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He caught many unawares with his first production, Itsoseng, a story from the heart about the place he knew best – where he grew up and where he escaped from.
But as a youngster still, someone who shouldn’t yet show such wisdom, playwright-director-actor Omphile Molusi returns time and again to give back. It is in exploring his own history on a wider or personal level that he has discovered his voice.
“It was difficult in the beginning,” he says. “I want to deal with where we are as a people and a country, but I didn’t want to dabble in political rhetoric.”
With Itsoseng and the response he got nationally and internationally, he knew it was the personal story that carried weight.
It was once he returned to the township he had escaped that he realised people were still without electricity and running water. He started writing about it. He wasn’t planning a play, it’s something he’s done from a young age – writing about his feelings. When he couldn’t express or communicate verbally, he needed to write it down.
Winner of a Scotsman Fringe First Award (2008) at the Edinburgh Festival Fringe for Itsoseng, Omphile was the first recipient of the Royal Shakespeare Company/ Baxter Theatre’s Brett Golden Bursary Award (2007), which earned the young playwright a life-changing scholarship to study with the Royal Shakespeare Company in Stratford-upon-Avon. That’s where it all began for him.
It is all about his country and its people. “I want us to take care of what we fought for,” says someone who learnt more about our past rather than experienced it.
There are always the effects, but they came closer to home when he started looking around at his immediate elders.
“I have always been taught to respect my elders,” he says.
He still finds it difficult to contradict or argue with someone who is older. But he was puzzled by his uncles, his mother’s brothers, who always put out a hand for money when he returned home, giving little in return. They seemed to sit around, smoke and drink and chat – not much more.
“When you come home from Joburg, everyone thinks you have money,” he notes.
He needed to know more and started conversations with his closest elders. It was a personal journey and a need to get to know those he loved.
“I didn’t know the impact Itsoseng would have on people’s lives,” he says about his first effort. “This is why I’m doing Cadre.”
He wants to understand people. He takes them seriously and wants to make a difference. And that’s how Cadre (opening at The Market’s Laager Theatre on Thursday until April 14 with Molusi, Sello Motloung and Lillian Tshabalala) started.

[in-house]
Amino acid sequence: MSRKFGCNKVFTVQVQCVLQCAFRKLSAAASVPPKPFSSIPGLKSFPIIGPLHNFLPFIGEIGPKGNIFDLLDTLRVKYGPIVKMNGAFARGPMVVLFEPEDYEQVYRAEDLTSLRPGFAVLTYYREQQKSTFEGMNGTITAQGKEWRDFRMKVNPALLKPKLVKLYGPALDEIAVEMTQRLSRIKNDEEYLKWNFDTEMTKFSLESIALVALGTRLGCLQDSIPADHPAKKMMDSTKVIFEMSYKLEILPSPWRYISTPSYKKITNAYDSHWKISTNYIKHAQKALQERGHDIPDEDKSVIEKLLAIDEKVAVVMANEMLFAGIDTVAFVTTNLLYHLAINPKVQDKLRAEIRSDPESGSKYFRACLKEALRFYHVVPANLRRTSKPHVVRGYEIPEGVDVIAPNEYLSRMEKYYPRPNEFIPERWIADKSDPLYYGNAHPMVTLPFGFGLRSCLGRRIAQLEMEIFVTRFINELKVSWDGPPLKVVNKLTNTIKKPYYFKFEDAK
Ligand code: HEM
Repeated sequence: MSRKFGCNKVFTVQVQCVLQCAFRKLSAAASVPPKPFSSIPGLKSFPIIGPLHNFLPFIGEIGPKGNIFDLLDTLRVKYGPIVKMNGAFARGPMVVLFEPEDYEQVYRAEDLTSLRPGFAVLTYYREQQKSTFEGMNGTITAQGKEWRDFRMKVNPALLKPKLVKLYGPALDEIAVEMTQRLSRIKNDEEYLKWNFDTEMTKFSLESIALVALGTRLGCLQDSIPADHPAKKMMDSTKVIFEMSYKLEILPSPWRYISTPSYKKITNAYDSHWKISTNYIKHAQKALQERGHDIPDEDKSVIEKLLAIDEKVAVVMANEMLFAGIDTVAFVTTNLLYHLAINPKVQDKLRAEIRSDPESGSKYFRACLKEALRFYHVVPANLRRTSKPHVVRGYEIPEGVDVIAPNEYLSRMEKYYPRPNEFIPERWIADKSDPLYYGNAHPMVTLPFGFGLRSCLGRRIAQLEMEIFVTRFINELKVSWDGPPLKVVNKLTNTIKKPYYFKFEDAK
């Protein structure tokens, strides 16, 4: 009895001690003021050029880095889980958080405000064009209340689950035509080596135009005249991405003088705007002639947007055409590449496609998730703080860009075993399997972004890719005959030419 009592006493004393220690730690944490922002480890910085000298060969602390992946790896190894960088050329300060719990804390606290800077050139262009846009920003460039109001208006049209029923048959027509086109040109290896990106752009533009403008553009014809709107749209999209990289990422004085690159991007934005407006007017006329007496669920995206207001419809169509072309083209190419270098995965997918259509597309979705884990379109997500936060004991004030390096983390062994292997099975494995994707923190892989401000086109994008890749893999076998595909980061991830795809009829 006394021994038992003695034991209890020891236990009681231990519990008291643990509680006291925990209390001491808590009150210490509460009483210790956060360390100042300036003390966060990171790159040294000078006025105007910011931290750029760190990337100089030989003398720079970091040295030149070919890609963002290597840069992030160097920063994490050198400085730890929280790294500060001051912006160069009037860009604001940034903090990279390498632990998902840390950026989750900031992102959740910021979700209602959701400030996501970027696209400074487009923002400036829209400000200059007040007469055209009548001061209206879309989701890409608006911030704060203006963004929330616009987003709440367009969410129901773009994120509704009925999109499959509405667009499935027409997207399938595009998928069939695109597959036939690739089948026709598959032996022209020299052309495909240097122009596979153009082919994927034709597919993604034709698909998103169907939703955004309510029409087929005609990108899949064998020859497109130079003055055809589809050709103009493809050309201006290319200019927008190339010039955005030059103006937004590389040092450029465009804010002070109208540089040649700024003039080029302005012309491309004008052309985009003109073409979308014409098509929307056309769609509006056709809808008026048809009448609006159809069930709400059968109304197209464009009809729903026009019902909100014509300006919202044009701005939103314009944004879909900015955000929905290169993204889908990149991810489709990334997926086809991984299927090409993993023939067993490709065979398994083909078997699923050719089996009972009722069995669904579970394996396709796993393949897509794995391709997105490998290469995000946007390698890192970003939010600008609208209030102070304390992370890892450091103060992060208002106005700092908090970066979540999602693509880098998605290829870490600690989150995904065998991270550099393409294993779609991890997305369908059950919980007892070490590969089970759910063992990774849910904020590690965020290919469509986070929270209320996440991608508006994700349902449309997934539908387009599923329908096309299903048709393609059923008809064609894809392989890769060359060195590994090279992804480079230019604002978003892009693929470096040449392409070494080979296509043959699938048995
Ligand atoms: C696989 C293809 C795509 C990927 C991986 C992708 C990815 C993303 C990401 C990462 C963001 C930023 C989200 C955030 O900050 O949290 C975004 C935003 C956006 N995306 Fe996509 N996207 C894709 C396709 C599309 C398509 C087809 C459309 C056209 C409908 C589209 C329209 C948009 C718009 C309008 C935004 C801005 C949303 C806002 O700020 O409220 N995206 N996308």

“I wanted to see my uncles as people,” he explains. “I wanted to understand their lives.”
Once he got into their stories, his views changed.
“If you don’t know who people are, you don’t care about them,” he explains. “But when you do, the stories have to be told. It’s the human stories that grab hearts.”
His plays are not an attempt to attack the government, but to engage. He believes power is a monster that has to be battled. When you listen to this serious young man, you realise it’s about improving lives, feeding their dreams and giving back.
“We have to be careful how we protect our freedom,” he says. “We live in a wonderful country, but we have to beware of arrogance. We must not forget – ever – where we come from. We haven’t yet defined our freedom.”
It was tough to find the right tone for Cadre. He was inspired by his uncles’ lives but he struggled with what he was trying to say. He had been writing for a few years, but when he was invited with his actors to the Chicago Shakespeare Theatre to work on and stage the play, with the directive also to play and direct, he was overwhelmed.
It was about costs, but he demanded that someone come in during the process to help and guide, which is what happened.
From that first foray into the wide world with the Brett Golden bursary, Omphile has been embraced by international caretakers who spotted his potential. In turn, he has grabbed the opportunities and learnt from those with more experience.
Locally, theatres are fearful of what might be perceived as Struggle theatre. “It’s not that,” says the playwright, who was young when the country became a democracy.
But he feels the need to make a difference. He believes in people and their dreams and he knows that once we understand, it is easier to reach out a hand.
“What happens to people who have fought so hard for something they love, only to lose it in the end?” he questions. “Only with open hearts can we really engage.”
Wise words from someone who is determined to put everything he believes into practice. He has already established a children’s theatre organisation called Mowa Art Field (Spirit of the Arts) in the village (Bodibe) he was born in on the edge of Itsoseng.
“It’s about teaching people that they have choices,” he says, under- standing the notion of matric graduates who can’t find work. “Not everyone has a platform,” he says.
That’s why he takes his work seriously. Hopefully, he can encourage others to dream.